The United States is a consumerist society. The American economy is made vibrant by the number of options the public has when it comes to goods and services. It is, however, not uncommon for seller of goods and services to resort to certain practices, which range from simple misleading to downright fraud, in order to attract buyers. With the increasing number of retailers and service providers turning to the online platform for business, cases of abusive business practices also increased. The U.S. Congress, by virtue of its constitutional mandate to regulate interstate commerce, created the Bureau of Consumer Protection to protect the public from these abusive business practices. In accordance with federal legislation, states create enforcement agencies for the public to lodge their consumer rights complaints. Consumers also have the option of suing the seller.
One of the foremost consumer rights law is the Fair Debt Collection Practices Act. Not a few years ago, the United States experienced a financial crisis that was a result of risky "subprime" lending. Under this type of lending, banks loaned to people with poor or zero credit histories, which made it difficult for them to pay their loans. As a result, many homes were foreclosed and the court dockets were flooded with consumer bankruptcies. Under the FDCPA, banks and lending institutions are prohibited from using harassment to collect unpaid balances. The two other leading consumer rights law are the Home Ownership and Equal Protect Act and the Trust in Lending Act, which prohibit predatory lending practices by imposing exorbitant interest rates, hiding fees and penalties, and applying payments to low-interest portions of a loan balance. Consumer rights law also include protection by buyers from false advertising, warranty misrepresentation, defective products, forced arbitration clauses, identity theft, and telemarketing fraud.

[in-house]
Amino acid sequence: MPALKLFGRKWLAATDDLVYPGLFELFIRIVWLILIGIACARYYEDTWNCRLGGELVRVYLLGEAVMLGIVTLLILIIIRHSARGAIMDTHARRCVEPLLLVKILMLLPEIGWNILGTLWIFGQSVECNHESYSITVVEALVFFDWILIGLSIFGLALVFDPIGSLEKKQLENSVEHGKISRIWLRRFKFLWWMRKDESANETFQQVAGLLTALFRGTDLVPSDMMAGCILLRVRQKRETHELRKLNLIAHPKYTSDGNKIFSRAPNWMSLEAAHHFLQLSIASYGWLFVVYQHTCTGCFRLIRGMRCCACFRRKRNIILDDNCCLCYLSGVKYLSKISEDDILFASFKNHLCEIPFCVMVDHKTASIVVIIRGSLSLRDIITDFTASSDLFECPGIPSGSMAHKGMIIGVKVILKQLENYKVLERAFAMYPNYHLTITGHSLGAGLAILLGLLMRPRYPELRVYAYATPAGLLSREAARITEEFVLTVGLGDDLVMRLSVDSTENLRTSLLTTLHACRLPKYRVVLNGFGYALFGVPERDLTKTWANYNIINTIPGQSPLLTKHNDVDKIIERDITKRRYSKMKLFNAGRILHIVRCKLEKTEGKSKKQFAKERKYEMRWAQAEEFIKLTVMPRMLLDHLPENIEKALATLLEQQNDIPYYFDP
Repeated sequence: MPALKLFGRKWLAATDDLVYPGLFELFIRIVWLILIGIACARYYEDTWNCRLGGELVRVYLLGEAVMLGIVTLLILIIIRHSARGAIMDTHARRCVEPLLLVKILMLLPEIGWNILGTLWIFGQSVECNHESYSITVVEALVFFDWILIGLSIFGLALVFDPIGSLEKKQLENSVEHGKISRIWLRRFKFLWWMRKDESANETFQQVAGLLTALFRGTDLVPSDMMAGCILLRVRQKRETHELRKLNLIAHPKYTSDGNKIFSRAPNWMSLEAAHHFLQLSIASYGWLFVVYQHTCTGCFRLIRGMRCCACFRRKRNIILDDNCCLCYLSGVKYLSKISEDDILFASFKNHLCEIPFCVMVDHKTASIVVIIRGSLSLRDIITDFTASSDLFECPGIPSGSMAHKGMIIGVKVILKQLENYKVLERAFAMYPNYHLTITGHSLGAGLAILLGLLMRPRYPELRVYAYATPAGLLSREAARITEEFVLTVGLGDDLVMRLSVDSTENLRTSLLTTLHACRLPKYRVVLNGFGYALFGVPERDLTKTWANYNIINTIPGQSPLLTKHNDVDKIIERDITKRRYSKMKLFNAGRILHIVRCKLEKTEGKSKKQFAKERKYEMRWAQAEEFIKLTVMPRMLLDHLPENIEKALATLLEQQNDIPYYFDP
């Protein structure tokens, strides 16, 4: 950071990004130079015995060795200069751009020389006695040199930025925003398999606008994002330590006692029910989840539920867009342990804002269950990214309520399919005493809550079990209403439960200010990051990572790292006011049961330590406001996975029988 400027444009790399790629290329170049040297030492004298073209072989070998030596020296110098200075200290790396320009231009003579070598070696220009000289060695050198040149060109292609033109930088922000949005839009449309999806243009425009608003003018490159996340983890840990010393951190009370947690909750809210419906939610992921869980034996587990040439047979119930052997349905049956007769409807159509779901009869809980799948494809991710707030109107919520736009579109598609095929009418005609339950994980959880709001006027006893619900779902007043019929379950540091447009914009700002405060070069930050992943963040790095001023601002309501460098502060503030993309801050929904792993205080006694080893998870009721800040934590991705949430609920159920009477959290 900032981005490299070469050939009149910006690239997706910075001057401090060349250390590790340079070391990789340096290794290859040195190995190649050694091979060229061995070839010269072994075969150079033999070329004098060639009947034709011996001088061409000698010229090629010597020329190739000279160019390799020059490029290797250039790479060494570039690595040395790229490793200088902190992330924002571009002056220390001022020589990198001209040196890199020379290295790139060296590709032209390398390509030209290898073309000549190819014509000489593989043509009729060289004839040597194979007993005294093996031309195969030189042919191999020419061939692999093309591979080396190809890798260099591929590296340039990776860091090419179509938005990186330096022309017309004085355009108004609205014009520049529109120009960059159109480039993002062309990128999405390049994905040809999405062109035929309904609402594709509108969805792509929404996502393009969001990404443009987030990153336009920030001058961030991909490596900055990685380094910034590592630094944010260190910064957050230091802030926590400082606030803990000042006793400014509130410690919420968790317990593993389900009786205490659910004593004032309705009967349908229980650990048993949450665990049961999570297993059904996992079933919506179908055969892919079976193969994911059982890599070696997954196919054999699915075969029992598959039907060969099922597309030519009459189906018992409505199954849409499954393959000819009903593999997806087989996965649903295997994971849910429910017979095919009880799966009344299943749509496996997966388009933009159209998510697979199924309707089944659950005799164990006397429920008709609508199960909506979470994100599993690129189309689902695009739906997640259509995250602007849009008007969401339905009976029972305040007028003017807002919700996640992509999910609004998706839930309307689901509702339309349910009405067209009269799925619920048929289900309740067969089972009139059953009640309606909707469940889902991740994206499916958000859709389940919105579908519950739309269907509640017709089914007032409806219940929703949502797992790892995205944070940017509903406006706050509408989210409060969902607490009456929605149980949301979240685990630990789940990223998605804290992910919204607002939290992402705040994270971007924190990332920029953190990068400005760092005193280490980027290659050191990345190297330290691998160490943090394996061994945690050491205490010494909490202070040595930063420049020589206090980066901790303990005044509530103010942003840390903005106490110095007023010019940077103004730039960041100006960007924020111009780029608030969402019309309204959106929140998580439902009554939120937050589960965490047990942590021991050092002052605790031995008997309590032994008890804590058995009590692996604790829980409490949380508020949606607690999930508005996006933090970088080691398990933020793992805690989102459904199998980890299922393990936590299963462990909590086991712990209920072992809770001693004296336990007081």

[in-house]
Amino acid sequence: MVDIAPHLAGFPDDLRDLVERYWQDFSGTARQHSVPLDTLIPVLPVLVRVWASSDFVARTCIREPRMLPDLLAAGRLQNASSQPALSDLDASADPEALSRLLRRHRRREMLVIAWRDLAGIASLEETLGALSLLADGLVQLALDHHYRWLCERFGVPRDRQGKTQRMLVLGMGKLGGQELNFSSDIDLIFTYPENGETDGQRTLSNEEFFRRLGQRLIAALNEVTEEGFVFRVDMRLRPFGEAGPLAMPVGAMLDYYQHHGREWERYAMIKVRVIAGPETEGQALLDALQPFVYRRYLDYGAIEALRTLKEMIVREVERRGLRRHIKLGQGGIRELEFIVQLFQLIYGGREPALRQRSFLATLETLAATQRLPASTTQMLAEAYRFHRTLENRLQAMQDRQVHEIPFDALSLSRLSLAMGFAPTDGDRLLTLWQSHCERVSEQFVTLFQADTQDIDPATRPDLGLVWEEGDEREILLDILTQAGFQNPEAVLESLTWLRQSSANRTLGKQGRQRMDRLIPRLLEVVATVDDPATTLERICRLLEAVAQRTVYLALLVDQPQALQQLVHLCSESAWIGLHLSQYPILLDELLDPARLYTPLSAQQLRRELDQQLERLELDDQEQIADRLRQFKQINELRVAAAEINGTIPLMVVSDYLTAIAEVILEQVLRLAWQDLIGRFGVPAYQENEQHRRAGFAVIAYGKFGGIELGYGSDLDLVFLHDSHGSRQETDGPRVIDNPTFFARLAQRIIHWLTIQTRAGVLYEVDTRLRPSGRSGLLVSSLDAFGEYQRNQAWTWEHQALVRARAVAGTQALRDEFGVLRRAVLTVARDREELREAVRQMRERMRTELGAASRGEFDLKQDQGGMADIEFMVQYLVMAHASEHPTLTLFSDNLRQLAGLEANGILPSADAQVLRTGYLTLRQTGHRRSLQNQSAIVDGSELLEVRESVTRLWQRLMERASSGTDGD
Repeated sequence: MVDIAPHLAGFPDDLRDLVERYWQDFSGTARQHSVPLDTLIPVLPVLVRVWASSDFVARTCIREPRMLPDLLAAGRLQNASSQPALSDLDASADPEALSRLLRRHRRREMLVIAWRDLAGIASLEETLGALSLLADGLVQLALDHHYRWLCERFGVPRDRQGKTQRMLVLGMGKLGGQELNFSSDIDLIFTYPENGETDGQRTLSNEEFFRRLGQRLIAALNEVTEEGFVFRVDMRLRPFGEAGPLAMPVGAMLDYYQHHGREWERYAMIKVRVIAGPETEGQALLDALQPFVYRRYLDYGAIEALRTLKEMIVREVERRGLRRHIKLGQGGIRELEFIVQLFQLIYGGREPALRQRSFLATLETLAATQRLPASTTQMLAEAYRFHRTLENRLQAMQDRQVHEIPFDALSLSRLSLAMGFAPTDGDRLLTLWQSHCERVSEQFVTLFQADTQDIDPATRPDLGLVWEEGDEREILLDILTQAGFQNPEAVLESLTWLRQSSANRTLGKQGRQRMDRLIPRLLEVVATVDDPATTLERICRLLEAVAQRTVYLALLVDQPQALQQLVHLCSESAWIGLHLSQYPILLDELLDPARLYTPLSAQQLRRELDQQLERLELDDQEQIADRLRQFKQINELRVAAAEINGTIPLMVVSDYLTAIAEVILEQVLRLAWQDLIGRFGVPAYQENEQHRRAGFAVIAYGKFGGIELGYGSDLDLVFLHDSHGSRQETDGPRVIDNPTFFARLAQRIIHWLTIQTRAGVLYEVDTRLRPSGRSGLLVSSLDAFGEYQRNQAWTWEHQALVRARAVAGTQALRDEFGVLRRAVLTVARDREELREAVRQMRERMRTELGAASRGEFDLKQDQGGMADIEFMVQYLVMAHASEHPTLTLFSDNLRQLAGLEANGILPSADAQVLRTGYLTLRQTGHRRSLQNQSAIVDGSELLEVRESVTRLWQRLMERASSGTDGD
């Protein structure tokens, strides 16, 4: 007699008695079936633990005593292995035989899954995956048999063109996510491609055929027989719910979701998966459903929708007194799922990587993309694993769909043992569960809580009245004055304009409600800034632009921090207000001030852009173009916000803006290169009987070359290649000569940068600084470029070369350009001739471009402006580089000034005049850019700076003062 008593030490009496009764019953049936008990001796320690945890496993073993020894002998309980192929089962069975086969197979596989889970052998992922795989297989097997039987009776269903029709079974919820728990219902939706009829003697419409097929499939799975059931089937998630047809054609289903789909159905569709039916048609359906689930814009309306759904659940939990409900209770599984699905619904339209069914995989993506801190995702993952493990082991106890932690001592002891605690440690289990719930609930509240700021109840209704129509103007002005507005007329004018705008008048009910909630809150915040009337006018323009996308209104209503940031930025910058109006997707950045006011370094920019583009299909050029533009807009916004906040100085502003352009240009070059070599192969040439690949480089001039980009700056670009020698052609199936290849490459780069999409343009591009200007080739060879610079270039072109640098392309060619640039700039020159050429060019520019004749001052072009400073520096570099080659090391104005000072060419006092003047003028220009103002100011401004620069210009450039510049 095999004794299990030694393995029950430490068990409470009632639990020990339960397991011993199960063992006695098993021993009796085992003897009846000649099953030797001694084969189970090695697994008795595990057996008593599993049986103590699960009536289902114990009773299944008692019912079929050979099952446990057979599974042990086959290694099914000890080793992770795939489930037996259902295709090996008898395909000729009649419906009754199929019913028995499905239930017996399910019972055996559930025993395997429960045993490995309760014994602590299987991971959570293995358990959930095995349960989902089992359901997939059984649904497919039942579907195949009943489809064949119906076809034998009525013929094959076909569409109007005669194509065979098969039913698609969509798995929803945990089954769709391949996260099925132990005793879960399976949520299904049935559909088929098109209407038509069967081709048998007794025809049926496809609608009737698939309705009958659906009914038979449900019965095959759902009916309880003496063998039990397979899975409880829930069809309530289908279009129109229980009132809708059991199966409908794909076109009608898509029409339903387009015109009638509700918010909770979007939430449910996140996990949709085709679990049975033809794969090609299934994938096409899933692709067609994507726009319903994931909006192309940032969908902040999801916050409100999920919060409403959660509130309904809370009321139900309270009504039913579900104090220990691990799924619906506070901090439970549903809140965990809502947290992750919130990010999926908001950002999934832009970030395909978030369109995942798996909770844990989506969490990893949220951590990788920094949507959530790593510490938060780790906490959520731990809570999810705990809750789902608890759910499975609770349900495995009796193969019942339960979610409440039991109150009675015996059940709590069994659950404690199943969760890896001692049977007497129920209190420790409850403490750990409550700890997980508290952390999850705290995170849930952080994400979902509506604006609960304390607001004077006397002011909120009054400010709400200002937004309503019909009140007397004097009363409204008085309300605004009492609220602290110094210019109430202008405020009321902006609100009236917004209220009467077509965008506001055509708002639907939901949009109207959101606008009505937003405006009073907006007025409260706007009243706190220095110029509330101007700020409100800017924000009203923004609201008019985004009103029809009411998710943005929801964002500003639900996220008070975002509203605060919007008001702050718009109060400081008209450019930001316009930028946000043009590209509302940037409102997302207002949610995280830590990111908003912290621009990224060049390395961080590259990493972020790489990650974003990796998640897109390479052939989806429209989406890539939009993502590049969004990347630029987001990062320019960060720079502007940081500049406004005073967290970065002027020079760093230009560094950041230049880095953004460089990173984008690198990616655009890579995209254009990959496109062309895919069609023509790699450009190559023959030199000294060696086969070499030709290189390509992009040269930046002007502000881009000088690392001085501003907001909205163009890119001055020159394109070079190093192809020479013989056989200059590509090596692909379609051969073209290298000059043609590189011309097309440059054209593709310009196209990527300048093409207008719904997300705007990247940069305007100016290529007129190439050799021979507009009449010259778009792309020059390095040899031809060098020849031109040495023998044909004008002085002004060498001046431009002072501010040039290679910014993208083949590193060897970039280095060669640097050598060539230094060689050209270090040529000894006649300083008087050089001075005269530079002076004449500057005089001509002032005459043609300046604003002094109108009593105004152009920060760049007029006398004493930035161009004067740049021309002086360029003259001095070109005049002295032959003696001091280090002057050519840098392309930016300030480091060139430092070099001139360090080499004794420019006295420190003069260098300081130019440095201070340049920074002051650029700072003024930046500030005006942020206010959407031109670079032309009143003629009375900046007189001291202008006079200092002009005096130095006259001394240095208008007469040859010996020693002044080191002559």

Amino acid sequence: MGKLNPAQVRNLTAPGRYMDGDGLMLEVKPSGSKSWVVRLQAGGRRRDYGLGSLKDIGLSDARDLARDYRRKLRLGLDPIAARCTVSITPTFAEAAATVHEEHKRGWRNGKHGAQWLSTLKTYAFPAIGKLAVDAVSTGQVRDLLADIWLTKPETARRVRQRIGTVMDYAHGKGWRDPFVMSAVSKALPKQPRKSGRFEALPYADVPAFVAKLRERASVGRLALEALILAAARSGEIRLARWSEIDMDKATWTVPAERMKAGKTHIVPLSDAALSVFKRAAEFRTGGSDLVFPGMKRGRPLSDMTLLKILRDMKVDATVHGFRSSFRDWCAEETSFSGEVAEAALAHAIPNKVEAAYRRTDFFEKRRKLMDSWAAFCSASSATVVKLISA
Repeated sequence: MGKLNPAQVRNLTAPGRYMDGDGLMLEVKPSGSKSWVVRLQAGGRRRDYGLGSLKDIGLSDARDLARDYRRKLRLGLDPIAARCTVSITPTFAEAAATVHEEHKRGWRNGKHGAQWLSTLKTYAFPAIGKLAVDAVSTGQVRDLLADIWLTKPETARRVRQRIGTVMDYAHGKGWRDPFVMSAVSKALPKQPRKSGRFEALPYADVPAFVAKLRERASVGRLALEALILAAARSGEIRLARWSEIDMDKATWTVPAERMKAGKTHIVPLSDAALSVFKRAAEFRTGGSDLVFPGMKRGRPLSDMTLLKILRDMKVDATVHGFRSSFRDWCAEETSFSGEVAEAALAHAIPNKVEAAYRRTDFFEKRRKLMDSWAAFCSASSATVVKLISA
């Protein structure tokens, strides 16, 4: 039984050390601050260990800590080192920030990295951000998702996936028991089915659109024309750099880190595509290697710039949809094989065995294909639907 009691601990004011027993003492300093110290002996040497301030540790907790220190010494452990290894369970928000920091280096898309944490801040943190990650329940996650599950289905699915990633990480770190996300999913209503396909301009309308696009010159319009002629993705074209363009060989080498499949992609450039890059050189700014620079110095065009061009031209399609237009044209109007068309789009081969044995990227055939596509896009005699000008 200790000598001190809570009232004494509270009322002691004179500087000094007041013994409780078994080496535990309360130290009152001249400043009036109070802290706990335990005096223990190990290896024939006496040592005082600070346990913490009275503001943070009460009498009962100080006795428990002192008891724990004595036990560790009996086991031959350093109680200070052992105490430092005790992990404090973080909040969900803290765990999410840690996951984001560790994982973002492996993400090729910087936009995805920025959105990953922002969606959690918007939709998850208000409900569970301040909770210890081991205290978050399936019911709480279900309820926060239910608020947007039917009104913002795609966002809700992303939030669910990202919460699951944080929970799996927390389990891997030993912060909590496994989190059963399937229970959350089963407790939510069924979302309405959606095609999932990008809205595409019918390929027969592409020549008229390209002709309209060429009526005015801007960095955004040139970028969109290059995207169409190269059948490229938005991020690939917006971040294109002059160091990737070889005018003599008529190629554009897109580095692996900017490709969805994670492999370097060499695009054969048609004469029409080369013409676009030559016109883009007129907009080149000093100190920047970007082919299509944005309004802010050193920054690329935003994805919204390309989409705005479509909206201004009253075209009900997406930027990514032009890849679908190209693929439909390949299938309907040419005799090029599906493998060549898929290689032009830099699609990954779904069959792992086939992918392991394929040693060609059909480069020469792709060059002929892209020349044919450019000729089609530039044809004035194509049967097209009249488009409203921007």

One of the tricks that sellers employ is hiding abusive terms and conditions in the fine print of agreements. When it comes to borrowing money, it is best to seek the help of a consumer rights law attorney during the processing of such loan so that the fine print of the credit agreement can be reviewed and the attorney can assess whether the agreements are abusive or not. Consumers, however, are not very keen in hiring consumer law attorneys when they purchase certain products as they involve only a small amount and employing an attorney would be more expensive than the price of their product. When faced with a possible violation of consumer rights law, consumers group together to pressure the seller to compensate them.
Violation of consumer rights law is the subject of numerous individual and class action lawsuits in the country. Similarly situated individuals are likely to group together and go after a seller or many sellers as the economic damages in individual consumer rights suit is relatively low. With a class action, the group can push for higher economic damages due to the number of members in the class. The costs of filing a suit against a seller cannot be recouped when individuals would separately file suits. When opting to join a class suit, it is best to hire a consumer rights attorney to fight for the rights of the consumers as a group and to fight for the rights of the consumer as an individual.